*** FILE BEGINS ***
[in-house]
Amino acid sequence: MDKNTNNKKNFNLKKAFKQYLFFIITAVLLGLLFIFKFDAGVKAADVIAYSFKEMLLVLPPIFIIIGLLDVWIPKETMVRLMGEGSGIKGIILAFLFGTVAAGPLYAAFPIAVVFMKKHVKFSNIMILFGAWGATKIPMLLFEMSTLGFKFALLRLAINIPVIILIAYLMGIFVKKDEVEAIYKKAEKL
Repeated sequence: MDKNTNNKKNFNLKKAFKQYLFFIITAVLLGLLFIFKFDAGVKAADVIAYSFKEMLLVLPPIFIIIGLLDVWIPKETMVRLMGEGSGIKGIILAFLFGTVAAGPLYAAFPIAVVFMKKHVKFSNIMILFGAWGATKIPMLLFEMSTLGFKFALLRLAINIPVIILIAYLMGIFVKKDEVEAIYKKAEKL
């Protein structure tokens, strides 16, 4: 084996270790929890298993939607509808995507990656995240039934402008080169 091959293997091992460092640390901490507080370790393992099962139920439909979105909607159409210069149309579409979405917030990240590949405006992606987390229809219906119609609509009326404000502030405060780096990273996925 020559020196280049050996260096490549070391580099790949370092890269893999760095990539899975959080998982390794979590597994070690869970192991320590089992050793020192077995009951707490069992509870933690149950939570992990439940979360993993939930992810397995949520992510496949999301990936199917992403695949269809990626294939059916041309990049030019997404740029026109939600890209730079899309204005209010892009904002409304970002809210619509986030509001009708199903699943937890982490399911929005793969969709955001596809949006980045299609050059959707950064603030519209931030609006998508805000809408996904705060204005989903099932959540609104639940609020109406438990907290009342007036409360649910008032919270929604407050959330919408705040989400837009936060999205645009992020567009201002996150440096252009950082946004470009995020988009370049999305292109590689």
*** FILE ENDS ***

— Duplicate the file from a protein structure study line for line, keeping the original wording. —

[in-house]
Amino acid sequence: MDKNTNNKKNFNLKKAFKQYLFFIITAVLLGLLFIFKFDAGVKAADVIAYSFKEMLLVLPPIFIIIGLLDVWIPKETMVRLMGEGSGIKGIILAFLFGTVAAGPLYAAFPIAVVFMKKHVKFSNIMILFGAWGATKIPMLLFEMSTLGFKFALLRLAINIPVIILIAYLMGIFVKKDEVEAIYKKAEKL
Repeated sequence: MDKNTNNKKNFNLKKAFKQYLFFIITAVLLGLLFIFKFDAGVKAADVIAYSFKEMLLVLPPIFIIIGLLDVWIPKETMVRLMGEGSGIKGIILAFLFGTVAAGPLYAAFPIAVVFMKKHVKFSNIMILFGAWGATKIPMLLFEMSTLGFKFALLRLAINIPVIILIAYLMGIFVKKDEVEAIYKKAEKL
């Protein structure tokens, strides 16, 4: 084996270790929890298993939607509808995507990656995240039934402008080169 091959293997091992460092640390901490507080370790393992099962139920439909979105909607159409210069149309579409979405917030990240590949405006992606987390229809219906119609609509009326404000502030405060780096990273996925 020559020196280049050996260096490549070391580099790949370092890269893999760095990539899975959080998982390794979590597994070690869970192991320590089992050793020192077995009951707490069992509870933690149950939570992990439940979360993993939930992810397995949520992510496949999301990936199917992403695949269809990626294939059916041309990049030019997404740029026109939600890209730079899309204005209010892009904002409304970002809210619509986030509001009708199903699943937890982490399911929005793969969709955001596809949006980045299609050059959707950064603030519209931030609006998508805000809408996904705060204005989903099932959540609104639940609020109406438990907290009342007036409360649910008032919270929604407050959330919408705040989400837009936060999205645009992020567009201002996150440096252009950082946004470009995020988009370049999305292109590689």